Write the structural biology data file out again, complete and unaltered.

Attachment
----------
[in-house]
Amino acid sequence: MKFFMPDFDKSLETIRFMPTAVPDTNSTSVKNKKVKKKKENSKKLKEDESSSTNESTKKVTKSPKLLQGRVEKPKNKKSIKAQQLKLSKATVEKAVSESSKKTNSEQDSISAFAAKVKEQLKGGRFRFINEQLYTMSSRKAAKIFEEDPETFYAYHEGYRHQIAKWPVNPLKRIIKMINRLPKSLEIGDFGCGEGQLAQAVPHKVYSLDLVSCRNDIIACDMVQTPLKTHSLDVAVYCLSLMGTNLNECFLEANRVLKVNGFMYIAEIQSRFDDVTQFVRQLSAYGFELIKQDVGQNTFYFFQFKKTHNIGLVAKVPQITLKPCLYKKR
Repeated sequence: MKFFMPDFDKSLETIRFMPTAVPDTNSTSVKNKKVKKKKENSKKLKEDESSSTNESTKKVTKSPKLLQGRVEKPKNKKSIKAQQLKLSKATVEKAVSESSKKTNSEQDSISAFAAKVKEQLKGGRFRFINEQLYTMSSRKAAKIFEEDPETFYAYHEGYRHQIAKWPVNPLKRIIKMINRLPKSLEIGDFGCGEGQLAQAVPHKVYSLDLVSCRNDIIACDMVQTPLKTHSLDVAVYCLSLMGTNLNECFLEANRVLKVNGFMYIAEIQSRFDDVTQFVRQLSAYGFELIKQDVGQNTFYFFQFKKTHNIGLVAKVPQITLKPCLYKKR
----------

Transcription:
[in-house]
Amino acid sequence: MKFFMPDFDKSLETIRFMPTAVPDTNSTSVKNKKVKKKKENSKKLKEDESSSTNESTKKVTKSPKLLQGRVEKPKNKKSIKAQQLKLSKATVEKAVSESSKKTNSEQDSISAFAAKVKEQLKGGRFRFINEQLYTMSSRKAAKIFEEDPETFYAYHEGYRHQIAKWPVNPLKRIIKMINRLPKSLEIGDFGCGEGQLAQAVPHKVYSLDLVSCRNDIIACDMVQTPLKTHSLDVAVYCLSLMGTNLNECFLEANRVLKVNGFMYIAEIQSRFDDVTQFVRQLSAYGFELIKQDVGQNTFYFFQFKKTHNIGLVAKVPQITLKPCLYKKR
Repeated sequence: MKFFMPDFDKSLETIRFMPTAVPDTNSTSVKNKKVKKKKENSKKLKEDESSSTNESTKKVTKSPKLLQGRVEKPKNKKSIKAQQLKLSKATVEKAVSESSKKTNSEQDSISAFAAKVKEQLKGGRFRFINEQLYTMSSRKAAKIFEEDPETFYAYHEGYRHQIAKWPVNPLKRIIKMINRLPKSLEIGDFGCGEGQLAQAVPHKVYSLDLVSCRNDIIACDMVQTPLKTHSLDVAVYCLSLMGTNLNECFLEANRVLKVNGFMYIAEIQSRFDDVTQFVRQLSAYGFELIKQDVGQNTFYFFQFKKTHNIGLVAKVPQITLKPCLYKKR